Latin Jazz master Marco Rizo's love affair with the media started in 1937, when he was just 17 years old. Rizo and his father, Sebastian, a flutist with the Santiago de Cuba Philharmonic Orchestra, often got together with other musicians to play for weddings and social events in a group that came to be called the "Rizo Ayala Jazz Band." In the 1930s North American music had become quite the rage in Cuba, just as Cuban music had become in the United States. The Rizo group, vying to be one of the most popular jazz bands in Santiago, was always looking for new music to perform. Much to their delight, a relative living in New York provided them a link to all that was new from the States. Package after package arrived at the Rizo home bearing scores from America's hit parade. And the magic quickly followed. Marco and his father began arranging the American jazz melodies, fusing them! with Cuban rhythm and form. The Rizo Ayala Jazz Band soon became one of the most popular and sought after bands in Cuba's Oriente Province, and thus Marco Rizo gained a distinguished place in the early history of Latin Jazz.  

In 1940, Rizo left Cuba to study at Juilliard. Soon after his studies there, he was on the road with the Desi Arnaz Orchestra, arranging and performing with jazz greats from all over the country. Groups of touring musicians would often meet on the road and exchange ideas. As musicians became enthusiastic about using Cuban rhythms in their compositions, wonderful harmonic textures became spiced with Afro-Cuban rhythms!  

All the while, Marco's compatriots and friends, Mario Bauzá, Machito, Chico O'Farrill, Laurindo  Almeida,  Chano Pozo and Dizzy Gillespie were right in the forefront of the evolving venue. It would be impossible to do them justice for their contributions within the confines of this page, as their stories alone could fill many volumes. Suffice it to say, Marco Rizo had a long and warm relationship with them all, often sharing the stage with these greats of Latin Jazz who admired and respected him as a towering figure in the field.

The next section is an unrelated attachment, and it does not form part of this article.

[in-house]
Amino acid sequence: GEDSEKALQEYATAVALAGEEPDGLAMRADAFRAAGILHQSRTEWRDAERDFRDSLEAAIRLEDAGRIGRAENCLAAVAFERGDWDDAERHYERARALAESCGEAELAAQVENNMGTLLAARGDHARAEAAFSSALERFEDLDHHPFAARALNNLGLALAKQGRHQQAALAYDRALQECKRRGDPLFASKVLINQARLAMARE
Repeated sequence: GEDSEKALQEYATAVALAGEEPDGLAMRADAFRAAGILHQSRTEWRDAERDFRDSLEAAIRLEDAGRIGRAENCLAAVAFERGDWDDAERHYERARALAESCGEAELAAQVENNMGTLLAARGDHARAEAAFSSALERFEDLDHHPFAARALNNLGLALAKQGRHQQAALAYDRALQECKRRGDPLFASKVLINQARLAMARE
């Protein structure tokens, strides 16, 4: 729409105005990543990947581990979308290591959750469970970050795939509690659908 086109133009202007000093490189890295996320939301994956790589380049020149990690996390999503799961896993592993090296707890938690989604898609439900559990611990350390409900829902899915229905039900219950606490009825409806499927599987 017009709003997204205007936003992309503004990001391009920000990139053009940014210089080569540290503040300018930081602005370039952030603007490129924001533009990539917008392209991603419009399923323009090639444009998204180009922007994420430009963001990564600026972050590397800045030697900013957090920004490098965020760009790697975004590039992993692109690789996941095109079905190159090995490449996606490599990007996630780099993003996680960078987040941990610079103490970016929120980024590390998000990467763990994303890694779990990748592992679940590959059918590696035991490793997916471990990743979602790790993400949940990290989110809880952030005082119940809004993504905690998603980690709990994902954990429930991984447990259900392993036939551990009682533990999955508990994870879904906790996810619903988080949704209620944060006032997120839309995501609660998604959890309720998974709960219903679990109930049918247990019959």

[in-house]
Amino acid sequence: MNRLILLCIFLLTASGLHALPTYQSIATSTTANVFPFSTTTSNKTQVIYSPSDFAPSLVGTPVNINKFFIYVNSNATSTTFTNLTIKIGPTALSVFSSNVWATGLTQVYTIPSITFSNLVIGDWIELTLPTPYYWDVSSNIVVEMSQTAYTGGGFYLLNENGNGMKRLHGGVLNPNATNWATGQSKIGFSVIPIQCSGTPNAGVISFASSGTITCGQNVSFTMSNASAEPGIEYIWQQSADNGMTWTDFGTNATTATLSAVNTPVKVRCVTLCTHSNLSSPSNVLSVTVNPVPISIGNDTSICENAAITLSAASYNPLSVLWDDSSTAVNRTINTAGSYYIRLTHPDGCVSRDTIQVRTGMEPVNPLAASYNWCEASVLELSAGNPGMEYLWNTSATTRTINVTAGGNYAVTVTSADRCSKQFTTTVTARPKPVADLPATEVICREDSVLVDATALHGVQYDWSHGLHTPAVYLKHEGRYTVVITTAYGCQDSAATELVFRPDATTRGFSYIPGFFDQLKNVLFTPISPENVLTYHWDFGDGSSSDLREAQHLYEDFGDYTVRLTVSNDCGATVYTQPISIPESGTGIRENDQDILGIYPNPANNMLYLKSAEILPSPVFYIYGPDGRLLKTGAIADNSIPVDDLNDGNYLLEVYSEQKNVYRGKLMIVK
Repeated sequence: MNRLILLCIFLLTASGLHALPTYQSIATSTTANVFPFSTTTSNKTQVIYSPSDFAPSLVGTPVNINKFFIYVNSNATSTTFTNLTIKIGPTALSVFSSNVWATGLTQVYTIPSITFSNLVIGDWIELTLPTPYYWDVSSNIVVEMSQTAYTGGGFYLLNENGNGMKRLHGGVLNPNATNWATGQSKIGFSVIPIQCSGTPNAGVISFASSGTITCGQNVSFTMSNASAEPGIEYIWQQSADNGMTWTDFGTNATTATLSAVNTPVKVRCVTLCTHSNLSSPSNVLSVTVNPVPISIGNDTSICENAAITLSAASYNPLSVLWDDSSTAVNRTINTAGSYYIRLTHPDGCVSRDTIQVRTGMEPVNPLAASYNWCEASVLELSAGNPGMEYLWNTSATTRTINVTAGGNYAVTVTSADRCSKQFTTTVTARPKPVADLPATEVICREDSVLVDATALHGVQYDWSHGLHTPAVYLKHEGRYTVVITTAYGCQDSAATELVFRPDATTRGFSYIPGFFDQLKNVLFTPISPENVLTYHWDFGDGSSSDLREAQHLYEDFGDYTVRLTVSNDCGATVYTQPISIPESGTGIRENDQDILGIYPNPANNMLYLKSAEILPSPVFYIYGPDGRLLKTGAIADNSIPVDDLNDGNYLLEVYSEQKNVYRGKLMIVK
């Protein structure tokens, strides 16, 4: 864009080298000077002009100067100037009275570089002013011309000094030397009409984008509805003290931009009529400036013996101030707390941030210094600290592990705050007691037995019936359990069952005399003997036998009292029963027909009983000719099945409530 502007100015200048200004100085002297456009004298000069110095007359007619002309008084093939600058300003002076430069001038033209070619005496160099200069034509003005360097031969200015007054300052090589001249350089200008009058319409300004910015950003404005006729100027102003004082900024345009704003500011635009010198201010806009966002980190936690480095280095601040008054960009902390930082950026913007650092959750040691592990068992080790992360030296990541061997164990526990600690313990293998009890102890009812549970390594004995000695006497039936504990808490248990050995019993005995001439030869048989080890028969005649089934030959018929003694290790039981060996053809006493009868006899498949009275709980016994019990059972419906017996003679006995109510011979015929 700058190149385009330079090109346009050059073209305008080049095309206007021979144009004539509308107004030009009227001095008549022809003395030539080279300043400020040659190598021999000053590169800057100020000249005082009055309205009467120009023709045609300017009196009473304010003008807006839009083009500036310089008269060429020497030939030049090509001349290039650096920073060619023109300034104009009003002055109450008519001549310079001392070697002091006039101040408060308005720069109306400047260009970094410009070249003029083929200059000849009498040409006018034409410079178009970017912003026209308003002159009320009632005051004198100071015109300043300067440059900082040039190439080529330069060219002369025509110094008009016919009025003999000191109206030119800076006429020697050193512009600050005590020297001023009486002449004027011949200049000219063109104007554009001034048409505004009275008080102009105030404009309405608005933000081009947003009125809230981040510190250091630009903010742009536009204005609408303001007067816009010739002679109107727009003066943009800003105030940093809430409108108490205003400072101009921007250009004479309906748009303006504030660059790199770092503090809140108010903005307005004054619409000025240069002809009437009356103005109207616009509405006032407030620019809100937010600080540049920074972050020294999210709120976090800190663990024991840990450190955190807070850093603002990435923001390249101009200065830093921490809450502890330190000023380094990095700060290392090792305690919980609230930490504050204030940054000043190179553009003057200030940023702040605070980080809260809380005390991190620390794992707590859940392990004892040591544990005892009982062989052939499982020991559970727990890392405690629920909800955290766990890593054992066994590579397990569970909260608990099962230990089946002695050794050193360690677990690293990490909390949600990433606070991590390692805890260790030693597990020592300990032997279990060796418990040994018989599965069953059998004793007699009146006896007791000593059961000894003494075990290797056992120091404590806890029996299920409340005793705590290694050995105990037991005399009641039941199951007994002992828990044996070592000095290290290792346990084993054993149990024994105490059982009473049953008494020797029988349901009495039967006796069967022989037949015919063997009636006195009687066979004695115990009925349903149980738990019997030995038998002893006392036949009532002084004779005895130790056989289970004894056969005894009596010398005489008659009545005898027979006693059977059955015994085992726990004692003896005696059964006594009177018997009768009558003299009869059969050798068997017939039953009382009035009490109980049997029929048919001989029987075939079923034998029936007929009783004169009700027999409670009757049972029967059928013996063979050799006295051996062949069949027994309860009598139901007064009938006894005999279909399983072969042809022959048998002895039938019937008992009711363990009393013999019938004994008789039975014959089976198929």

Shortly after leaving the "I Love Lucy Show," Rizo followed his life-long  dream and created his own Latin Jazz Quartet. During this period, he made dozens of Latin Jazz arrangements of music of Cuba, the Caribbean, South America, as well as the classical music Chopin, Bach, and a host of other European and American composers. Famed American composer Ferde Grofe said after one of Rizo's performances: "Lecuona was a great pianist and composer, but his harmony tended to be simplistic. On the other hand, I have never heard a Cuban with a command of modern harmony such as Rizo has. He is truly  amazing!" 

 From time to time, Marco was privileged to record with the finest Latin Jazz musicians of the twentieth century. Among his numerous recordings we find exemplifying his jazz style are: "Carnival Miami," with Rene Luis Toledo and Israel Lopez Cachao; "Brazilian-Jazz" with Jerome Richardson; "Piano and Latin Rhythms"; "Brazilian-Jazz Bossa-Nova"; and "A Tribute to Lucy".  

Always the educator, Marco Rizo, along with his band, presented workshops wherein he traced the development of modern Latin Jazz from African, South American and European musical genres cultivated in Cuba. Not restricting his creativity to the so-called Afro-Cuban styles, he also utilized musical styles of Venezuela, Mexico, Brazil, and Spain to exemplify the versatility of this blend. 

His last and most enduring Latin Jazz Quartet consisted of: Marco Rizo at the piano; world-famous conga player, Candido; Bobby Sanabria, drums; and Victor Venegas, bass. The group has done considerable touring throughout the U.S., performing at most prestigious concert halls, universities and at educational workshops. Today, in Marco's absence, the Marco Rizo Latin Jazz Quartet still performs presenting his arrangements and music, giving us an opportunity to appreciate this musical giant's great talent and legacy.

 

For more information: contact Ms.Vilma Rizo at  Sampi Records 310 Lexington Avenue #13C New York, NY 10016. Or e-mail us at vilriz@aol.com

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